Now that I’m all debt free and have celebrated all over the great state of Texas you may be asking yourself “What’s this blog gonna be all about, if not Kara’s desperate and rather single minded sprint towards debt freedom? What does she have left to say? Will there still be catering leftovers?!”
And perhaps the biggest question of all…what comes after you’re debt free?
My life has been so absolutely about paying off debt since last September that I kind of struggle to think about what I was doing before. Diving into the world of personal finance blogs has changed my entire worldview and my daily life. I devoted myself to eliminating as many costs as I could and to upping my income so that I could eliminate my debt and start myself down the road to financial freedom.
I changed not only how I spend money but how I relate to it. Whereas before I felt ruled by my debt and money, now I know that money is a tool- and I know how to use it. Ever since I graduated college and I became a sort-of adult, my debt has shaped every decision I have made. I moved home after college to work and save money because I needed to get a start on paying off debt. I closed my credit card because I couldn’t afford it AND my debt. I put off travel, meals out, trips with friends and general life activities because of my debt.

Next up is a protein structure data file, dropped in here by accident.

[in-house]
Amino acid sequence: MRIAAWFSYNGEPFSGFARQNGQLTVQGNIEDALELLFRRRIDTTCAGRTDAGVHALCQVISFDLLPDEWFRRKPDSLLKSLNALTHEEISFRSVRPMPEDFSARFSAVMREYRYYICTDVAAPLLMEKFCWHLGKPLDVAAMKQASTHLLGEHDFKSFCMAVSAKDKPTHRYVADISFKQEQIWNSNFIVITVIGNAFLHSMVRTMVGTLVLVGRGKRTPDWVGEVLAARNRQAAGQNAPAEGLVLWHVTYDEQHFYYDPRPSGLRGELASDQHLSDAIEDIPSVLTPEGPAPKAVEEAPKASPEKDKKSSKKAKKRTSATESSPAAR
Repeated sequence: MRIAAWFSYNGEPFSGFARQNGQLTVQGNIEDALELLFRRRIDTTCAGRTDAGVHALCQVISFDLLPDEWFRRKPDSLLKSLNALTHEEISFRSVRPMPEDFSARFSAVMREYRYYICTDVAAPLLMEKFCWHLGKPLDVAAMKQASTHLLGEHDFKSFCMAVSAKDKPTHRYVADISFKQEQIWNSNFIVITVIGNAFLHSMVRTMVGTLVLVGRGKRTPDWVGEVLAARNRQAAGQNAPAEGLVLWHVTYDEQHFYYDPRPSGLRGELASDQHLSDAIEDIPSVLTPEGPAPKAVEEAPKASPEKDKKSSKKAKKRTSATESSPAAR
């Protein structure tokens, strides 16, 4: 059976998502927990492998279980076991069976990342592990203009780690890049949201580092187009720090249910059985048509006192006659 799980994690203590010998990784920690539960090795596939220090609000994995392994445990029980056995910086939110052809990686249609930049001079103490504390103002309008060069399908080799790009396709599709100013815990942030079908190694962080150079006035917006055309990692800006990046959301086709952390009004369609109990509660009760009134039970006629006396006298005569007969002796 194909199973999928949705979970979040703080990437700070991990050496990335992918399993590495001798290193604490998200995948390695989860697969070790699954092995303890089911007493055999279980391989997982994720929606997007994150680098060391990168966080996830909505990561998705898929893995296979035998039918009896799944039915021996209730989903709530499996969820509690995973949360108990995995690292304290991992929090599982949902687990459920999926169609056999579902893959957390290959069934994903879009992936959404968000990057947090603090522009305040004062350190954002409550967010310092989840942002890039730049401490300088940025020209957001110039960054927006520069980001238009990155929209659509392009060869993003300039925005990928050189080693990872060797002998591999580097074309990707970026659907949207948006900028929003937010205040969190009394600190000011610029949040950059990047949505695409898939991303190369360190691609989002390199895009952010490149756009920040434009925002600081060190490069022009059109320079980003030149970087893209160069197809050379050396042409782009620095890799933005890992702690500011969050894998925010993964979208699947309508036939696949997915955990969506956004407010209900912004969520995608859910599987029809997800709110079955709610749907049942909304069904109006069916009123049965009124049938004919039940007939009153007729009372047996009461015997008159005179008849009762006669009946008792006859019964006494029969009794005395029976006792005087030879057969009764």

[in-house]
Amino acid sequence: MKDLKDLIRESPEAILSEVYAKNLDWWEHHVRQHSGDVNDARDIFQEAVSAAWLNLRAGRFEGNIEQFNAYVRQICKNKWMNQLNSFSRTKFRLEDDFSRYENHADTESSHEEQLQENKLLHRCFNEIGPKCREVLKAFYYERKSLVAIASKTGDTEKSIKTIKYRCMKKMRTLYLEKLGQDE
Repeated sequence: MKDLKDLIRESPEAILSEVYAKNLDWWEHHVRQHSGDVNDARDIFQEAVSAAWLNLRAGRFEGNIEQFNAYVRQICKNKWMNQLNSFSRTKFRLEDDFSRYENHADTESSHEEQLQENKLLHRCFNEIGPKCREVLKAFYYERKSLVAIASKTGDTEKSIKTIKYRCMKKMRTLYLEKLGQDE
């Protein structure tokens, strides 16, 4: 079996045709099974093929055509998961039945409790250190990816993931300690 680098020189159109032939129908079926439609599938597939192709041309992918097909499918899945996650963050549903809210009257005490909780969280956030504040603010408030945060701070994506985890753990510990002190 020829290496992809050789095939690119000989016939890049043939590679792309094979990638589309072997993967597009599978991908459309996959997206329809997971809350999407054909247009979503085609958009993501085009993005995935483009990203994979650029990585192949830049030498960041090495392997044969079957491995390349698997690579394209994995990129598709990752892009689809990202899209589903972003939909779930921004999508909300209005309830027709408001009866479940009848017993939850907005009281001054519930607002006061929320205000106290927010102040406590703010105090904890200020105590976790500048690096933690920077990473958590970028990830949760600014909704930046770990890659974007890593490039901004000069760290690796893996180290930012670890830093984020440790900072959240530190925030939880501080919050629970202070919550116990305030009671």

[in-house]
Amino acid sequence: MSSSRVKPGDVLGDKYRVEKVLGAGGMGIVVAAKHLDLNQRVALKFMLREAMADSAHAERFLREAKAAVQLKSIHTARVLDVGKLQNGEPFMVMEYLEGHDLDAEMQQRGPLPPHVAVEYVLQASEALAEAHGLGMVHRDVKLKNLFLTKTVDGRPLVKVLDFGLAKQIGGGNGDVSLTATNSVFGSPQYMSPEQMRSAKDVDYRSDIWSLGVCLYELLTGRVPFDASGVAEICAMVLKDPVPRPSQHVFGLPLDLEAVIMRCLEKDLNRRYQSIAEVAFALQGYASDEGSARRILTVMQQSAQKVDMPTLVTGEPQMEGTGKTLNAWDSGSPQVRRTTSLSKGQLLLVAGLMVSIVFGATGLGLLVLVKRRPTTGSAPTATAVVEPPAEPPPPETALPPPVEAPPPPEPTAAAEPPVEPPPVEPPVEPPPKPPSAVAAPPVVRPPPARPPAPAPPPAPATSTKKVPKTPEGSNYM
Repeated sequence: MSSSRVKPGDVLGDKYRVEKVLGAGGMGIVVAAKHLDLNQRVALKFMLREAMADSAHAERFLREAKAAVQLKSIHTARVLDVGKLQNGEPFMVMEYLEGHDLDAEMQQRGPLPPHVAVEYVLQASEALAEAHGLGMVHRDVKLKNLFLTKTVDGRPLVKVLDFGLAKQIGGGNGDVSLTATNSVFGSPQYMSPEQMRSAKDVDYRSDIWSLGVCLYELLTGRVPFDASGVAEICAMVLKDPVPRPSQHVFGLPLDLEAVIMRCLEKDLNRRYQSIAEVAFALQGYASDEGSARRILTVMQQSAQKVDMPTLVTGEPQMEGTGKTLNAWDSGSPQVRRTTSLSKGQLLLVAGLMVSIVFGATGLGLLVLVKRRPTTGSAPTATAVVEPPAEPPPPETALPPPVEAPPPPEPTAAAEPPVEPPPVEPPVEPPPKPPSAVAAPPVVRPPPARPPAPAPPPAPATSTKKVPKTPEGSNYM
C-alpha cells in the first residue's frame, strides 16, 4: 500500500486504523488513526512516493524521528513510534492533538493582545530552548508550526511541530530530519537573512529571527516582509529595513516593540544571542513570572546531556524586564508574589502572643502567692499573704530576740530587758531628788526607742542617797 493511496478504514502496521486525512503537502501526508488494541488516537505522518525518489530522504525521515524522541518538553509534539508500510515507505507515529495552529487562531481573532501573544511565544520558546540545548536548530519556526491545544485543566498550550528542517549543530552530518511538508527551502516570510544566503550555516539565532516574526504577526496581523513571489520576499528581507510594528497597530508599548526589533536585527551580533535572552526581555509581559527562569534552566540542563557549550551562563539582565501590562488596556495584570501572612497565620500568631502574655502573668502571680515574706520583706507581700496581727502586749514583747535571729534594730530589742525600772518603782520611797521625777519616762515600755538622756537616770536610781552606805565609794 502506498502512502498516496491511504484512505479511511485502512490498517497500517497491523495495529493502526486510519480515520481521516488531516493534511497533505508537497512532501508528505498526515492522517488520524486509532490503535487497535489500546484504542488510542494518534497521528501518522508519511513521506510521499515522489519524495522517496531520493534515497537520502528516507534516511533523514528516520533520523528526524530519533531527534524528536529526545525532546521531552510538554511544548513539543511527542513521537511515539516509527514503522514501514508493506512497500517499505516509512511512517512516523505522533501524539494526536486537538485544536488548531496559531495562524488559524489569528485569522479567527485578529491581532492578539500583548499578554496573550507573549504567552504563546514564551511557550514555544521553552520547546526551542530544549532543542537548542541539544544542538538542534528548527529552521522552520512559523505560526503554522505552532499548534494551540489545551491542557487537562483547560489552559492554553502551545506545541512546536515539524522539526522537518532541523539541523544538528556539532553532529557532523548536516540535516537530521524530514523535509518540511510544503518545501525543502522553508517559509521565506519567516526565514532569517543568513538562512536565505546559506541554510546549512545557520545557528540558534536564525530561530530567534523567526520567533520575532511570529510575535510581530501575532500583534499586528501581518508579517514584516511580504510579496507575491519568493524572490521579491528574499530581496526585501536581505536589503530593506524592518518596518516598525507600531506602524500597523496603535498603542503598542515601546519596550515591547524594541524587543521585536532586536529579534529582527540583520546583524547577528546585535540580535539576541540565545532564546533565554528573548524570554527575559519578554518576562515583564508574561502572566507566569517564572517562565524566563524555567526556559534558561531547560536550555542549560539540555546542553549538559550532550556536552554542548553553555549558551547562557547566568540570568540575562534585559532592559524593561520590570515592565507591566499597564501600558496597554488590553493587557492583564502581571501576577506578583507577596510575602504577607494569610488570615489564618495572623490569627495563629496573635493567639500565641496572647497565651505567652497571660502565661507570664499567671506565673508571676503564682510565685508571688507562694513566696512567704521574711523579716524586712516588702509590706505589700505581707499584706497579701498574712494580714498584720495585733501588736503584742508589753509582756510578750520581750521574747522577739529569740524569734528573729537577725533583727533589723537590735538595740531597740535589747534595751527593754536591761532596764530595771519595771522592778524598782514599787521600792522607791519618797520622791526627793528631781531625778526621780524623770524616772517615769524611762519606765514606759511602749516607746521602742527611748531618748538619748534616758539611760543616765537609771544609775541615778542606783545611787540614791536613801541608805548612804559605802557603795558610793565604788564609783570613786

I worried and stressed about my debt load. I have never made more than $25,000 in my life and my debt was more than that. It hung over my head and around my neck. Every time I spent money on anything, I was reminded that I should be spending it on my debt. I was limited and I felt it every day. Between my debt and the fact that I couldn’t find a full time job for years, all my decisions came from a place of fear and worry.
I threw myself into debt payoff and here I have arrived at the end of that journey. For the first time ever my decisions abput my life will not come from a pace of fear. I have a control that I have never experienced before. I have a new sense of calmness. I feel more open to everything around me. It’s wonderful!
So what’s next? What to do with my money now that I don’t have any payments to make? How to live my life now that it doesn’t revolve around debt? It’s a whole new world out there! I’ve outlined my goals and my timeline for reaching them below: